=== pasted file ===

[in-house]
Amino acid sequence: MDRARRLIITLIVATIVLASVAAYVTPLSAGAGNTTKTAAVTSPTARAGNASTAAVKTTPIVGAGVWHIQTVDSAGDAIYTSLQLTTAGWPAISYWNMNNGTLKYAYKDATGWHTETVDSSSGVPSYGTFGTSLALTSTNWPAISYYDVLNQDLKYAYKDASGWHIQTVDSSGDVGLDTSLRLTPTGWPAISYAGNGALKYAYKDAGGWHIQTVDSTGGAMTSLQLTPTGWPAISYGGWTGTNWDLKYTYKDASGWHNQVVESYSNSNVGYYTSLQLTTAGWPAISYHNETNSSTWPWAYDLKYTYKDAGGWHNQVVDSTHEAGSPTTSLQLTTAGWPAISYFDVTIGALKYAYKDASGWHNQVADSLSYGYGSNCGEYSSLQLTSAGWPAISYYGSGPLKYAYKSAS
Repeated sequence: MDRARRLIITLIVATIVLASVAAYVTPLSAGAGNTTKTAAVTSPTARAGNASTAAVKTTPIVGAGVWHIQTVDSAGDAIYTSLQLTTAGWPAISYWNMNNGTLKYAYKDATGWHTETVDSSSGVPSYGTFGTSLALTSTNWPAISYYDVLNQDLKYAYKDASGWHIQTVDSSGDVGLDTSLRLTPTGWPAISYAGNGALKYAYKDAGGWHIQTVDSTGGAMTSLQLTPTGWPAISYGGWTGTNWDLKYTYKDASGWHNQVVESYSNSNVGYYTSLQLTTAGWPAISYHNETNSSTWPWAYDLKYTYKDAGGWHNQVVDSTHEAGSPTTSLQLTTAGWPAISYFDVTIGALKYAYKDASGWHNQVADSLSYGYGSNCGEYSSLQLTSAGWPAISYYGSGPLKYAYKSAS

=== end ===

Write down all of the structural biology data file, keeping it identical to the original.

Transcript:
[in-house]
Amino acid sequence: MDRARRLIITLIVATIVLASVAAYVTPLSAGAGNTTKTAAVTSPTARAGNASTAAVKTTPIVGAGVWHIQTVDSAGDAIYTSLQLTTAGWPAISYWNMNNGTLKYAYKDATGWHTETVDSSSGVPSYGTFGTSLALTSTNWPAISYYDVLNQDLKYAYKDASGWHIQTVDSSGDVGLDTSLRLTPTGWPAISYAGNGALKYAYKDAGGWHIQTVDSTGGAMTSLQLTPTGWPAISYGGWTGTNWDLKYTYKDASGWHNQVVESYSNSNVGYYTSLQLTTAGWPAISYHNETNSSTWPWAYDLKYTYKDAGGWHNQVVDSTHEAGSPTTSLQLTTAGWPAISYFDVTIGALKYAYKDASGWHNQVADSLSYGYGSNCGEYSSLQLTSAGWPAISYYGSGPLKYAYKSAS
Repeated sequence: MDRARRLIITLIVATIVLASVAAYVTPLSAGAGNTTKTAAVTSPTARAGNASTAAVKTTPIVGAGVWHIQTVDSAGDAIYTSLQLTTAGWPAISYWNMNNGTLKYAYKDATGWHTETVDSSSGVPSYGTFGTSLALTSTNWPAISYYDVLNQDLKYAYKDASGWHIQTVDSSGDVGLDTSLRLTPTGWPAISYAGNGALKYAYKDAGGWHIQTVDSTGGAMTSLQLTPTGWPAISYGGWTGTNWDLKYTYKDASGWHNQVVESYSNSNVGYYTSLQLTTAGWPAISYHNETNSSTWPWAYDLKYTYKDAGGWHNQVVDSTHEAGSPTTSLQLTTAGWPAISYFDVTIGALKYAYKDASGWHNQVADSLSYGYGSNCGEYSSLQLTSAGWPAISYYGSGPLKYAYKSAS